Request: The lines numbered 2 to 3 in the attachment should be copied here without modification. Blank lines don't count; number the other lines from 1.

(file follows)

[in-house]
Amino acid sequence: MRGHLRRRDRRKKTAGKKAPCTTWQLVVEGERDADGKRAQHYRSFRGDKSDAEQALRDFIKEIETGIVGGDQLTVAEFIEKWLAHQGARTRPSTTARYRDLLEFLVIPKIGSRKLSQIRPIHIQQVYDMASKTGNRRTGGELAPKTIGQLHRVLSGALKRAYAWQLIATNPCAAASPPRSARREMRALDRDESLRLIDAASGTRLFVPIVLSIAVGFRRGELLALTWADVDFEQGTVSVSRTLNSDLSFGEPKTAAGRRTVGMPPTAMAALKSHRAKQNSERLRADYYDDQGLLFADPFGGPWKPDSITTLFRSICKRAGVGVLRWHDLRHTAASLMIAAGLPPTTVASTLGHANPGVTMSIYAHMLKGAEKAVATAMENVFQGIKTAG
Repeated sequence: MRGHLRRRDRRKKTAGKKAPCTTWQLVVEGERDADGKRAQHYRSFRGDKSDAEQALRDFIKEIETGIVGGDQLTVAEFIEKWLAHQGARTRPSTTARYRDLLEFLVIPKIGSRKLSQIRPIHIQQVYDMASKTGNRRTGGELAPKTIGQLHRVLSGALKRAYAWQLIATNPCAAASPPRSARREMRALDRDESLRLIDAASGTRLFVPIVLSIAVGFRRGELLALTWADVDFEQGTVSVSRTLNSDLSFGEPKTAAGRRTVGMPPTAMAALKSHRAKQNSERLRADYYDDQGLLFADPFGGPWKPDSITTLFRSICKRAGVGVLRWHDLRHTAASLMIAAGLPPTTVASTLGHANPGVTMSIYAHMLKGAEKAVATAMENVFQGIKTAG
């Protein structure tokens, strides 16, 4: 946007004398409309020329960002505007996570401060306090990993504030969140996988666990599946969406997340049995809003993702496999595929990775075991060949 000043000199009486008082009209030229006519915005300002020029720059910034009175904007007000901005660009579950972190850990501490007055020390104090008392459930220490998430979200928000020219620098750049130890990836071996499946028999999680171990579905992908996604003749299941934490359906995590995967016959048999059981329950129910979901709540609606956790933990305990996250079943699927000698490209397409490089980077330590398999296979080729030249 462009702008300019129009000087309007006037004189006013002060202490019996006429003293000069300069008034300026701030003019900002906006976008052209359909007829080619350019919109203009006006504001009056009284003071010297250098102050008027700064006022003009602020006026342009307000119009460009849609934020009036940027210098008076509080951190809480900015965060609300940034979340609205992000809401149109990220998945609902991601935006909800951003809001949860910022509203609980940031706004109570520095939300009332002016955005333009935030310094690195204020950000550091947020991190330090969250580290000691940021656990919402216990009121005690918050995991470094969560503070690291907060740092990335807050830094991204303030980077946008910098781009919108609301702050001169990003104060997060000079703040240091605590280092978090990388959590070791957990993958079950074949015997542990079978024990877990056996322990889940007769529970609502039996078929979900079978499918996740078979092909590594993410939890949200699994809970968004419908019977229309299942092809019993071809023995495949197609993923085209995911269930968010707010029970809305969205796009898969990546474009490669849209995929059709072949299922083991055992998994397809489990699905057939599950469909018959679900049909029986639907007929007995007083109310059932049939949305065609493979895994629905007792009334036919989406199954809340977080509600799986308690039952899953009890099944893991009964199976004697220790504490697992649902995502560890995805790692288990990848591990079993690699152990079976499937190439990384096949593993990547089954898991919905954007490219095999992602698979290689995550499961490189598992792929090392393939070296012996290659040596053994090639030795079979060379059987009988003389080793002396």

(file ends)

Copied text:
Amino acid sequence: MRGHLRRRDRRKKTAGKKAPCTTWQLVVEGERDADGKRAQHYRSFRGDKSDAEQALRDFIKEIETGIVGGDQLTVAEFIEKWLAHQGARTRPSTTARYRDLLEFLVIPKIGSRKLSQIRPIHIQQVYDMASKTGNRRTGGELAPKTIGQLHRVLSGALKRAYAWQLIATNPCAAASPPRSARREMRALDRDESLRLIDAASGTRLFVPIVLSIAVGFRRGELLALTWADVDFEQGTVSVSRTLNSDLSFGEPKTAAGRRTVGMPPTAMAALKSHRAKQNSERLRADYYDDQGLLFADPFGGPWKPDSITTLFRSICKRAGVGVLRWHDLRHTAASLMIAAGLPPTTVASTLGHANPGVTMSIYAHMLKGAEKAVATAMENVFQGIKTAG
Repeated sequence: MRGHLRRRDRRKKTAGKKAPCTTWQLVVEGERDADGKRAQHYRSFRGDKSDAEQALRDFIKEIETGIVGGDQLTVAEFIEKWLAHQGARTRPSTTARYRDLLEFLVIPKIGSRKLSQIRPIHIQQVYDMASKTGNRRTGGELAPKTIGQLHRVLSGALKRAYAWQLIATNPCAAASPPRSARREMRALDRDESLRLIDAASGTRLFVPIVLSIAVGFRRGELLALTWADVDFEQGTVSVSRTLNSDLSFGEPKTAAGRRTVGMPPTAMAALKSHRAKQNSERLRADYYDDQGLLFADPFGGPWKPDSITTLFRSICKRAGVGVLRWHDLRHTAASLMIAAGLPPTTVASTLGHANPGVTMSIYAHMLKGAEKAVATAMENVFQGIKTAG